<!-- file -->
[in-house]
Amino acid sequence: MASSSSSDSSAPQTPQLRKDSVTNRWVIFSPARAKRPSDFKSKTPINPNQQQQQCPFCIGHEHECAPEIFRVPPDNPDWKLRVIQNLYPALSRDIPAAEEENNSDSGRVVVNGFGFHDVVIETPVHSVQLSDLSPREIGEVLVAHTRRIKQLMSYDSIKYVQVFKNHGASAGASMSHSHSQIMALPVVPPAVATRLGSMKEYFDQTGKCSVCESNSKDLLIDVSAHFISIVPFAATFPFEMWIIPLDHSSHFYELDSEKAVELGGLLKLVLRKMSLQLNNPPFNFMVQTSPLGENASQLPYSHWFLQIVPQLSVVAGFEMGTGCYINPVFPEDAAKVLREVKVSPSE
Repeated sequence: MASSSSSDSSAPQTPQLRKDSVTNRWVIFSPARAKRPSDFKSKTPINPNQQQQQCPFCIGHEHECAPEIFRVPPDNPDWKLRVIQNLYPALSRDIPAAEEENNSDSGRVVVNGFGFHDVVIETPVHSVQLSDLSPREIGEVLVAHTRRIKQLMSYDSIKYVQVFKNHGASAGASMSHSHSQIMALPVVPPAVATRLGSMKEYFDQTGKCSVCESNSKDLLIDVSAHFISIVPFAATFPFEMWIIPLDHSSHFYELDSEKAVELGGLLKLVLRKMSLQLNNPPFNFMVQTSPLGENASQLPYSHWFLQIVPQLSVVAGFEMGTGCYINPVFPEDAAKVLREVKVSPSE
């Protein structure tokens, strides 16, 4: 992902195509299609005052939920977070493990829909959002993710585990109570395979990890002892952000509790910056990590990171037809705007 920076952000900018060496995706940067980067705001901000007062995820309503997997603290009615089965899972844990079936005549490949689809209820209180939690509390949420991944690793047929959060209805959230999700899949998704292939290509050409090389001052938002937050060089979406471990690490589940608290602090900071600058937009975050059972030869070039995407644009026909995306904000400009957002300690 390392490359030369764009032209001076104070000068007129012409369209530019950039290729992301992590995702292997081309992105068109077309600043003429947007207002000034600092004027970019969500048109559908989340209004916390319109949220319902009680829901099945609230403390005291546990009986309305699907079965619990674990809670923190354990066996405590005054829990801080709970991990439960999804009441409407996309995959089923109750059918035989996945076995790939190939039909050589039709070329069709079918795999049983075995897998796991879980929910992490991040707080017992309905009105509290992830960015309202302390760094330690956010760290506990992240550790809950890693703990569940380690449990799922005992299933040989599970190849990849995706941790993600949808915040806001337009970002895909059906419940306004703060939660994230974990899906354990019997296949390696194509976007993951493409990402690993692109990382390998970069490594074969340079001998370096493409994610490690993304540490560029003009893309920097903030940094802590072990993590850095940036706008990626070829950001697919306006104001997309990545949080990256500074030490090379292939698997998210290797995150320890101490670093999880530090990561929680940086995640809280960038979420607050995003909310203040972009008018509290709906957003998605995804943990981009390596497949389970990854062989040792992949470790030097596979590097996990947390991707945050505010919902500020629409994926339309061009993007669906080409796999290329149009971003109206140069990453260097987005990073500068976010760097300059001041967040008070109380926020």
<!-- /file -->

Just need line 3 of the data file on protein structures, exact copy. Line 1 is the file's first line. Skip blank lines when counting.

Repeated sequence: MASSSSSDSSAPQTPQLRKDSVTNRWVIFSPARAKRPSDFKSKTPINPNQQQQQCPFCIGHEHECAPEIFRVPPDNPDWKLRVIQNLYPALSRDIPAAEEENNSDSGRVVVNGFGFHDVVIETPVHSVQLSDLSPREIGEVLVAHTRRIKQLMSYDSIKYVQVFKNHGASAGASMSHSHSQIMALPVVPPAVATRLGSMKEYFDQTGKCSVCESNSKDLLIDVSAHFISIVPFAATFPFEMWIIPLDHSSHFYELDSEKAVELGGLLKLVLRKMSLQLNNPPFNFMVQTSPLGENASQLPYSHWFLQIVPQLSVVAGFEMGTGCYINPVFPEDAAKVLREVKVSPSE